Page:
Wheat Scoop: Farmers will win the biotech fight
When it comes to biotechnology adoption in food crops, the times are changing.
American wheat farmers overwhelmingly support biotech wheat, according to a survey commissioned by the National Association of Wheat Growers earlier this year. Results of the survey were unveiled in February. More than 75 percent of all respondents to the survey agree that biotech commercialization in wheat is important. Wheat, it happens, is the world's most widely consumed food grain and, heretofore, has not had the benefit of biotechnology. That, in turn, has contributed to a rapid decline in acres devoted to wheat in the U.S. It also has led to miniscule gains in average yield, compared to those realized by corn and soybeans.
NAWG's survey results prove to agriculture bioscience companies that biotech wheat is in demand by farmers. And the U.S. is not the only country poised to gain from biotech food grains.
China, with one-fourth of the world's population, will probably be the first to put biotech to work in a crop primarily used for human food, says Larry Diedrich, an Elkton, S.D. farmer and director of Growers for Biotechnology, a farmer-led interest group. Biotech rice, already developed and field tested in China, has the potential to increase food availability and net income by about $100 per hectare for approximately 440 million people in the country.
Around the globe, attitudes against biotech crops are softening. On Feb. 16, nine European Union nations voted in favor of forcing France and Greece to remove their ban of insect-protected corn, the only biotech product approved for planting in the European Union.
European farmers who planted Bt corn know the benefits. Growers in seven EU countries--Spain, Czech Republic, Romania, Portugal, Germany, Poland and Slovakia--increased Bt corn acreage 21 percent to total more than 247,000 acres, according to a new report from the International Service for the Acquisition of Agri-Biotech Applications.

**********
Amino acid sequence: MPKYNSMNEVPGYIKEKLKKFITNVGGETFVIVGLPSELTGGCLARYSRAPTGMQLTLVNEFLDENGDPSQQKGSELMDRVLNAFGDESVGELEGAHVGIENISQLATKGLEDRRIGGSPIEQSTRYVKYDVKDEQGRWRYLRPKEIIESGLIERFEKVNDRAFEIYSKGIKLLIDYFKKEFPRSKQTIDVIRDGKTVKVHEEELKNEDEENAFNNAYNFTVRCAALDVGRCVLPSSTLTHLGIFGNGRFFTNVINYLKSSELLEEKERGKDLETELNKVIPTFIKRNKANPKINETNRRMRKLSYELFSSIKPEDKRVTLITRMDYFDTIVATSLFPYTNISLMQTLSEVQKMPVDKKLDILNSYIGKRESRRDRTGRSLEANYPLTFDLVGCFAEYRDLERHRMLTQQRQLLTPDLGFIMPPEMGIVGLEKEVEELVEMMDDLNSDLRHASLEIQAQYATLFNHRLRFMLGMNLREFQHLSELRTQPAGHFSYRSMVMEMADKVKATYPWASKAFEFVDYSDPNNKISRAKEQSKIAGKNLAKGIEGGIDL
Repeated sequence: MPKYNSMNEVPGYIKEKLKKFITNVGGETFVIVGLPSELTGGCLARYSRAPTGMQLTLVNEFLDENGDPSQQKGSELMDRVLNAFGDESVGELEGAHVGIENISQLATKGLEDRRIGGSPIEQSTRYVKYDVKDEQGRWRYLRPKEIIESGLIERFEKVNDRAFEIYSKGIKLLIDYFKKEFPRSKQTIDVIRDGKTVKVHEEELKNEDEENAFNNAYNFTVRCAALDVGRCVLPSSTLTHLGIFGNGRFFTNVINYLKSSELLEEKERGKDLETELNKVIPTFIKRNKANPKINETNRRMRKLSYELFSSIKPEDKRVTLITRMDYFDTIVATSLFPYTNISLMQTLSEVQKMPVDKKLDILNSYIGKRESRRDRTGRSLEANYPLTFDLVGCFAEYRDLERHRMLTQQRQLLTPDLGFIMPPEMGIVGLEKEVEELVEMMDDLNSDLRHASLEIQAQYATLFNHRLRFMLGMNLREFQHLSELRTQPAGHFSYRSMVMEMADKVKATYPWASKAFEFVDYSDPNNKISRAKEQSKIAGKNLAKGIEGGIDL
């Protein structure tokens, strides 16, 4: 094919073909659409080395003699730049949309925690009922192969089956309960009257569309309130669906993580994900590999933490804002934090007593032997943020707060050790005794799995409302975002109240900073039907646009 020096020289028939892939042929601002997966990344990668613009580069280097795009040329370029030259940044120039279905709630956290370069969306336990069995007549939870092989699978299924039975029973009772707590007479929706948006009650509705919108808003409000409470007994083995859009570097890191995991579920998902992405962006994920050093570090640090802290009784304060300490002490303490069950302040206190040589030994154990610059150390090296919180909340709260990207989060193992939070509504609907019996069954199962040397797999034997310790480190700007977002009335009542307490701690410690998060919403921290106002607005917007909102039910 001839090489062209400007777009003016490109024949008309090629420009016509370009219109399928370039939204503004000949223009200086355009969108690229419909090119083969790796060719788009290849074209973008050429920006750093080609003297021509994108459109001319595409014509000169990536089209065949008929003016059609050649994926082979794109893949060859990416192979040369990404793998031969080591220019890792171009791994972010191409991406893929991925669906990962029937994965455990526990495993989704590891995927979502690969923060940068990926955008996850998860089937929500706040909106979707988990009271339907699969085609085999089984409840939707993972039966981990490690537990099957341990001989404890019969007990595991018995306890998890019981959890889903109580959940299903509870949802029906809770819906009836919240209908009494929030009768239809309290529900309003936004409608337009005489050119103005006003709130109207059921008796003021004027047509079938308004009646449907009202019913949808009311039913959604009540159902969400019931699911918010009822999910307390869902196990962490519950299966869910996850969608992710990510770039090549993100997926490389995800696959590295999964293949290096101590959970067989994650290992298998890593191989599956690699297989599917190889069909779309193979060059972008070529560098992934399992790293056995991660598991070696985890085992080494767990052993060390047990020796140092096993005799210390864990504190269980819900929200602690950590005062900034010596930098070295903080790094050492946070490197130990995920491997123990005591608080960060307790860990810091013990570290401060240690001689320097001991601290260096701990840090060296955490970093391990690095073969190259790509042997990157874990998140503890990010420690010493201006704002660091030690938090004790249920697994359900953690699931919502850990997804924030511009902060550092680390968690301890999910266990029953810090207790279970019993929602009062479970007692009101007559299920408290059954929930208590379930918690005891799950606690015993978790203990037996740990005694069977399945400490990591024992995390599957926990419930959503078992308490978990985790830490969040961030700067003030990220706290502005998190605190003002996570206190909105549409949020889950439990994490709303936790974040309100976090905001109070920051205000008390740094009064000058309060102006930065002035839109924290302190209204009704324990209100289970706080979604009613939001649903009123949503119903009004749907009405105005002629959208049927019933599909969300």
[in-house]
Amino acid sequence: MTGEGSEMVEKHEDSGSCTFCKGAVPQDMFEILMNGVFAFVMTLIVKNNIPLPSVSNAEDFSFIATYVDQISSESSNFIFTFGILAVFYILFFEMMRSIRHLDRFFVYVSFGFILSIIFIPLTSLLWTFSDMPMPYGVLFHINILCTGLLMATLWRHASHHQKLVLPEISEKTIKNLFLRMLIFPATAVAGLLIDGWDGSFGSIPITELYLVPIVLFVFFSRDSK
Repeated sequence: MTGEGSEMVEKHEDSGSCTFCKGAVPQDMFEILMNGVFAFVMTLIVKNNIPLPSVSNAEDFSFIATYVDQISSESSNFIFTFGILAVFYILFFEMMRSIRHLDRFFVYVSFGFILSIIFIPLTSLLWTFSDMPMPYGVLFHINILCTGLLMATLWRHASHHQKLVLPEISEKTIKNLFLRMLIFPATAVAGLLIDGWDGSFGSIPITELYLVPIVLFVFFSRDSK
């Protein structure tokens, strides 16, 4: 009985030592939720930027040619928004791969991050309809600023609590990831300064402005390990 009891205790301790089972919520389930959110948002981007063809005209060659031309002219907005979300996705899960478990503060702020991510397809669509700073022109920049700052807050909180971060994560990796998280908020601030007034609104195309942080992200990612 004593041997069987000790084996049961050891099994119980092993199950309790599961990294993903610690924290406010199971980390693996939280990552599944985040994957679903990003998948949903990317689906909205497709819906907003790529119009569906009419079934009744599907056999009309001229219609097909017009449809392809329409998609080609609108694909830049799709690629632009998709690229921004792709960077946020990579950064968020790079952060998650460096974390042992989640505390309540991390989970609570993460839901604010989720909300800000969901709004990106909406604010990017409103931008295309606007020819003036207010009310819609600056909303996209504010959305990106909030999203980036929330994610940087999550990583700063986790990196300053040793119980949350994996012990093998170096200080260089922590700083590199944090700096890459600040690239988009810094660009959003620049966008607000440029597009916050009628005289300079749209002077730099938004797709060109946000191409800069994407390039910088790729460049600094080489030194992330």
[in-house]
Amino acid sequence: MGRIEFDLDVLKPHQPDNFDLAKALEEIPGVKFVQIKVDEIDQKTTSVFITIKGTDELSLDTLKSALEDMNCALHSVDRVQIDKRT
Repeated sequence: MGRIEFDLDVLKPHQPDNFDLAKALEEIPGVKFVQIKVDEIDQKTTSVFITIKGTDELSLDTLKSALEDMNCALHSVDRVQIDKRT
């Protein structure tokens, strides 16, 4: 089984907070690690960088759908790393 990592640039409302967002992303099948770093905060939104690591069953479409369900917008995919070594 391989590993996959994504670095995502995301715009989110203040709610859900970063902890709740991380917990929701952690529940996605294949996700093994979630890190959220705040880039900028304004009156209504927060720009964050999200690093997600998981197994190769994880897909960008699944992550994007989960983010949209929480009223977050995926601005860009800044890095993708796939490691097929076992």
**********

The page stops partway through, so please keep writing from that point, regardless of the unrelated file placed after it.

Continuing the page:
"The more these growers hear about the benefits that American producers are receiving from biotech, the more they will speak out in favor of lifting the moratorium in Europe," Diedrich says.
Africa, too, is changing its hard line stance against biotechnology. Two additional countries--Egypt and Burkina Faso--joined South Africa in planting biotech crops in 2008. In late February, Kenya, the most advanced African nation in terms of biotech research, adopted a biosafety protocol, which will eventually lead to a regulatory structure that paves the way for biotech approvals there.
According to Diedrich, the advent of drought-tolerant crops along with an African regulatory structure will almost certainly expand biotech crops throughout that continent. The long-awaited Golden Rice, with potential to prevent blindness caused by vitamin A deficiency, may be introduced in 2011.
Today, according to ISAAA, biotech crops are planted in 25 nations where more than half of the world's people live. Acreage expands by about 10 percent per year. In more than 12 years of widespread planting, there have been no instances of adverse health or environmental effects. Yet, the activist mantra is hard to overcome.
Diedrich reasons that the public perception against technology will eventually wane. "When barriers come down all over the globe, the world's farmers will have the best tools possible to meet the incredible challenge of doubling food production to meet the demands of 9 billion people who will inhabit this earth by 2030."